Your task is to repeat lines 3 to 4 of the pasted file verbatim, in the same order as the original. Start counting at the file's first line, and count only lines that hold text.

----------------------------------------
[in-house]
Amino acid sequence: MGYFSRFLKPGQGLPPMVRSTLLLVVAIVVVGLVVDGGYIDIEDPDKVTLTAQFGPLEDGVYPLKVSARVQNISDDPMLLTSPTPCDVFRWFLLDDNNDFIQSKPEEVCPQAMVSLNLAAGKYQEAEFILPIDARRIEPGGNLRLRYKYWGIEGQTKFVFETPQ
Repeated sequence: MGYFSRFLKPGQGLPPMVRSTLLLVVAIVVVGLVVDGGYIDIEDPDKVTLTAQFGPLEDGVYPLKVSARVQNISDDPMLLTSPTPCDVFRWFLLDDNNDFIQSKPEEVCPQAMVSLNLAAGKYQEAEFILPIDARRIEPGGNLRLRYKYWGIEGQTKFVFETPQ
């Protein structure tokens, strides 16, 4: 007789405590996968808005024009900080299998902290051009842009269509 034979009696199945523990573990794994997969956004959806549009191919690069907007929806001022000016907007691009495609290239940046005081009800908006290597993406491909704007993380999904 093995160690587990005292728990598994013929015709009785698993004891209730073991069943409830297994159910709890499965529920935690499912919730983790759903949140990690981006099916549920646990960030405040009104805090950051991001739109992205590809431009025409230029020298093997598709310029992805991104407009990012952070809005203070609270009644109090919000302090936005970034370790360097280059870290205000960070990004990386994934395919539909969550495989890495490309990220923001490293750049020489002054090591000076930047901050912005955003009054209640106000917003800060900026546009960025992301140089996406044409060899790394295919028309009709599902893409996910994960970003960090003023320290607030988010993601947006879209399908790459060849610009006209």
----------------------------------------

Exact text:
Repeated sequence: MGYFSRFLKPGQGLPPMVRSTLLLVVAIVVVGLVVDGGYIDIEDPDKVTLTAQFGPLEDGVYPLKVSARVQNISDDPMLLTSPTPCDVFRWFLLDDNNDFIQSKPEEVCPQAMVSLNLAAGKYQEAEFILPIDARRIEPGGNLRLRYKYWGIEGQTKFVFETPQ
């Protein structure tokens, strides 16, 4: 007789405590996968808005024009900080299998902290051009842009269509 034979009696199945523990573990794994997969956004959806549009191919690069907007929806001022000016907007691009495609290239940046005081009800908006290597993406491909704007993380999904 093995160690587990005292728990598994013929015709009785698993004891209730073991069943409830297994159910709890499965529920935690499912919730983790759903949140990690981006099916549920646990960030405040009104805090950051991001739109992205590809431009025409230029020298093997598709310029992805991104407009990012952070809005203070609270009644109090919000302090936005970034370790360097280059870290205000960070990004990386994934395919539909969550495989890495490309990220923001490293750049020489002054090591000076930047901050912005955003009054209640106000917003800060900026546009960025992301140089996406044409060899790394295919028309009709599902893409996910994960970003960090003023320290607030988010993601947006879209399908790459060849610009006209």